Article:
“This story is written for the purpose of entertaining young friends and some of the older ones. It is likewise intended to acquaint them with the natural beauties of our Island and to tell them some of the stories  and legends which belong to the community in which they live.” ~Preface, Staten Island Fairies

Staten Island Fairies opens with Kolff receiving a letter at his home from author and fairy scribe to The Council of Staten Island Fairies, Adrianus Post.  Post’s letter expressed the fairies’ sentiments on the good fortune of Kolff’s election as President of the Staten Island Historical Society since he had always been their friend and protector.  Post echoed Kolff, of course, who had firmly believed that Staten Island was particularly adapted to be a Fairyland, and a home for Fairies.  However, after the opening pleasantries, the fairies establish their purpose of writing, which resonates with Kolff’s authorial voice and furthers his thoughts on what he wrote in 1919:

“In view of the fact that before very long, ‘the Island of the dark woods on high grounds,’ of the Aquehonga Indians, the original dwellers on this beautiful Island, will have changed into a great brick, mortar, and steel city, with cement roads, long rows of modern houses built closely together and will in the very nature of things no longer be a home of fairies, we feel that it is our duty to leave, as a matter of historical record, a description of the life, customs and activities of the fairies, as well as a picture of Staten Island to show what it looked like when it was still a fairyland, with its hills and valleys, its lakes and dells, its forests, its wild flowers, its golden grain fields, its delightful country lanes, its waving fields of salt meadows, its orchards, with luscious fruits of peaches, apples, pears, cherries and plums, its many elderberry and blackberry bushes and its fields of delicious strawberries and other fruits, and its wild life filled with song and other birds of all kinds.”

Haven of wooden shoes by Cornelius G. Kolff ; with illustrations by Howard Lane Jr.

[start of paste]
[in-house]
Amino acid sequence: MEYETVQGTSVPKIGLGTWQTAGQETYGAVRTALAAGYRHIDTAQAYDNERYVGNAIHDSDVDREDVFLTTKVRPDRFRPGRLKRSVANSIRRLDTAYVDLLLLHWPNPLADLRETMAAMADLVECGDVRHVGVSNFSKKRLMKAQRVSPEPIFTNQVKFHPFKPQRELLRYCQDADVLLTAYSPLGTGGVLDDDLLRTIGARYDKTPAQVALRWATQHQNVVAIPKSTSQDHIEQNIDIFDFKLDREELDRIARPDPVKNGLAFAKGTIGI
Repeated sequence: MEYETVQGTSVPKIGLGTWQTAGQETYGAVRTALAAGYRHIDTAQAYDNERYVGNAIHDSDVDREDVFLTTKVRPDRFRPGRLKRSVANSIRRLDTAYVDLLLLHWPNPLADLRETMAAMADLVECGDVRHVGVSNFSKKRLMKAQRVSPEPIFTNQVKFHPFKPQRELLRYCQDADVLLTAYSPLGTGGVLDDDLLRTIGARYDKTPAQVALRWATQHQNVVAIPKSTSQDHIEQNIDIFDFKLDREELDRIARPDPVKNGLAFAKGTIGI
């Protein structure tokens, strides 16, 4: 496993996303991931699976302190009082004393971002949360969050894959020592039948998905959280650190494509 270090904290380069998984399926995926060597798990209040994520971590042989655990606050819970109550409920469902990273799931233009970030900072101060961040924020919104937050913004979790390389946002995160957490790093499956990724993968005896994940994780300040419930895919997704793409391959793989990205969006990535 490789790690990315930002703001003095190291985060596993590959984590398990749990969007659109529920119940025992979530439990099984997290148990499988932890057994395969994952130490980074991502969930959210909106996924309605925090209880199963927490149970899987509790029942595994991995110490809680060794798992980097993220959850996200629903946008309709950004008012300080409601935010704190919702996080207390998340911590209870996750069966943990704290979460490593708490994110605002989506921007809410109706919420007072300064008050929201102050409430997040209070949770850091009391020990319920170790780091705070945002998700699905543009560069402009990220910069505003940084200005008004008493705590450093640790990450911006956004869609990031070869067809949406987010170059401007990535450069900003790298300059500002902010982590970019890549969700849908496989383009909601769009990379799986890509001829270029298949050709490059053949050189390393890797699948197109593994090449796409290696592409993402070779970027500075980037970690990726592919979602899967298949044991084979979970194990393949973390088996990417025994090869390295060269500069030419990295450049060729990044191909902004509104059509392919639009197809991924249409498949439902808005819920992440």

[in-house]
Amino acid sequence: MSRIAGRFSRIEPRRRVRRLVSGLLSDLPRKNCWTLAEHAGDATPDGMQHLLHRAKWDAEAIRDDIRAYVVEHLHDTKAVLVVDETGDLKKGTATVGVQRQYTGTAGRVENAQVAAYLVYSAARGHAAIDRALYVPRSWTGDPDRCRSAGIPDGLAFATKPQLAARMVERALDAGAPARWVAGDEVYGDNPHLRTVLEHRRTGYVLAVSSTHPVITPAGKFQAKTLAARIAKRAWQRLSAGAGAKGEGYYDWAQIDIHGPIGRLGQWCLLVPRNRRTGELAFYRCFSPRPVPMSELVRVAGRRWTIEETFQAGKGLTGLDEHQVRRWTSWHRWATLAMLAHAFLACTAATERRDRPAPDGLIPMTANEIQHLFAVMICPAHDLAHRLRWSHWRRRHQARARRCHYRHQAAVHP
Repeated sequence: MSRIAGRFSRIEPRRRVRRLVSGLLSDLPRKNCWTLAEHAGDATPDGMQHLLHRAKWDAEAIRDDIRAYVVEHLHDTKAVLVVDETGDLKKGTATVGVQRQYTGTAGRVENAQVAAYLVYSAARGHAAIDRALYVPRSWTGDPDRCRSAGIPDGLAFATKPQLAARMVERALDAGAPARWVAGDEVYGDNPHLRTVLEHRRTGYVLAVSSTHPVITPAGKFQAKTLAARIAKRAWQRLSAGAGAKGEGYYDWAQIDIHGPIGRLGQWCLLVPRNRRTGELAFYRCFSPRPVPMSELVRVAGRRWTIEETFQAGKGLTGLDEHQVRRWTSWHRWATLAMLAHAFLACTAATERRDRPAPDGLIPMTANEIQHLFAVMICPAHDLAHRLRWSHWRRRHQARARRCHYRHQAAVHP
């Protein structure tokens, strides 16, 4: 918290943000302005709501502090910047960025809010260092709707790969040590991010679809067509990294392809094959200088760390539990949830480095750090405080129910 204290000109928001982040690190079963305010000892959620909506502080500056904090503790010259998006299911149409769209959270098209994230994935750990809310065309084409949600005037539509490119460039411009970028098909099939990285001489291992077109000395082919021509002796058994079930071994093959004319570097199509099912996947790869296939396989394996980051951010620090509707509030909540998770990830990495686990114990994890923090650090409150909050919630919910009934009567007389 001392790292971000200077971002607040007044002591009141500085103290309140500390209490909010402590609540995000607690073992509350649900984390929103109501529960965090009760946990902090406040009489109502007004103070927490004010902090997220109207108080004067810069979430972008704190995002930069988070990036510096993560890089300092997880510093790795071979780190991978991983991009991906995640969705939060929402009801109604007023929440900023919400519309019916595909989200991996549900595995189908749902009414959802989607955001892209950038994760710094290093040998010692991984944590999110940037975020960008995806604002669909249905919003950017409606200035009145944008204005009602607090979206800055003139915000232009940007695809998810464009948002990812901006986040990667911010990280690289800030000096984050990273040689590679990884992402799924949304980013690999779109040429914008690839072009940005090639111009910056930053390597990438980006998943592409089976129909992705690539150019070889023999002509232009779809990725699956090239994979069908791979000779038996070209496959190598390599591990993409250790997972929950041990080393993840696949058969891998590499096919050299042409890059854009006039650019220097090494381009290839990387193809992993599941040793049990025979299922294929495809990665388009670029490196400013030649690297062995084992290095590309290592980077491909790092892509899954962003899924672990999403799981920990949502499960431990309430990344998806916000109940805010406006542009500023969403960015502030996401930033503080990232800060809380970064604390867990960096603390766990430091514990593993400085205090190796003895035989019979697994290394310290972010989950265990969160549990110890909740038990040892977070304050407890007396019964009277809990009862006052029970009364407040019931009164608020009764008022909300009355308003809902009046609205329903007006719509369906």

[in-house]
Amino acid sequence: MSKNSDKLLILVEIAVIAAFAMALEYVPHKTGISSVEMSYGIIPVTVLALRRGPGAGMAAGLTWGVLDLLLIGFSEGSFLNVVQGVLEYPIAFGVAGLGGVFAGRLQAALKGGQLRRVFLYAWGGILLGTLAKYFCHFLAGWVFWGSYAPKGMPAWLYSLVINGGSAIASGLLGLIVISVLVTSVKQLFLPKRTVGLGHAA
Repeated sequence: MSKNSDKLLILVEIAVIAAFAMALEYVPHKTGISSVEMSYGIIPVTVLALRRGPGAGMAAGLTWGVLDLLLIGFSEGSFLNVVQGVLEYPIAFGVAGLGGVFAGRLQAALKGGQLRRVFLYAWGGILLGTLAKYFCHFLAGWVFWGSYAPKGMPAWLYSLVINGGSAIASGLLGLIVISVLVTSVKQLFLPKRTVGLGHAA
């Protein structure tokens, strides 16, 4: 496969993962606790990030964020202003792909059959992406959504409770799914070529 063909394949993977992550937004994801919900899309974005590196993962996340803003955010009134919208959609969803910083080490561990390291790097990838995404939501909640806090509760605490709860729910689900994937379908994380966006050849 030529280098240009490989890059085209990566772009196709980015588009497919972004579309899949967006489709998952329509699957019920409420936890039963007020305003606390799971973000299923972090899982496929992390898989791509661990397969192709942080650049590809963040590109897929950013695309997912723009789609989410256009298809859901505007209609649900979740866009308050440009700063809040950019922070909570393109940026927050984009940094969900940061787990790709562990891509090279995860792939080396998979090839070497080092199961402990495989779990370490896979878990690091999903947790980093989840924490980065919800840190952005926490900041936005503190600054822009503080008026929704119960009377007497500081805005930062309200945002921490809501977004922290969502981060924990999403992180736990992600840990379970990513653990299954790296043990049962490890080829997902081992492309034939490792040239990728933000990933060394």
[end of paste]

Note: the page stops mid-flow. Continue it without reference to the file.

This is an excerpt from Kolff’s own publication and Volume 4 of this series. The Haven of Wooden Shoes is a tale of old Staten Island families of Dutch descent and their servitors the Dutch fairies.

The Haven of Wooden shoes by Cornelius G. Kolff ; with illustrations by Howard Lane Jr.

The Companion Blog

Once the 1st Volume is nearing publication we will be launching a “Companion blog” to further explore historical locations and people that Cornelius G. Kolff wrote about.  Here is a preview.

The Christopher House
Historic Richmondtown


Concerning The Christopher House: 
“It is considered by patriots and historians to be the sanctum sanctorum of Staten Island.”

— Cornelius G. Kolff

 “It is a one and one-half story stone farmhouse in a simple vernacular style with Dutch influences such as a spring eave and jambless fireplaces.  It was constructed in two sections, ca. 1720 and ca. 1730”
Historic RichmondTown

Cemetery at Historic Richmondtown:
“In the heart of Richmond and a reminder of the past, is an old family burying ground, one of the many belonging to the early Dutch and Huguenot settlers on Staten Island…”

— Cornelius G. Kolff

The resting place of early Dutch Staten Island settlers, Jacob Rezeau and Susanna Van Pelt, which Kolff wrote of and we shall explore further. These pictures are from a recent walk through Historic Richmontown

We are indebted to our friends at Historic Richmondtown and The Staten Island Historical Society therefore a portion of the proceeds of these volumes will be donated to them.

Help Sponsor Research:
Please consider donating to help this research, with archive appointments, reproduction costs, related expenditures, and to support the Staten Island Historical Society/Historic Richmontown.  By donating you will have your name placed within a special section of each volume published and on our website.

Any donation of $25 or more will receive a copy of the 1st Volume
(USA Donors Only, if International please contact Anthony at for additional shipping rates)

Cemetery at Historic Richmondtown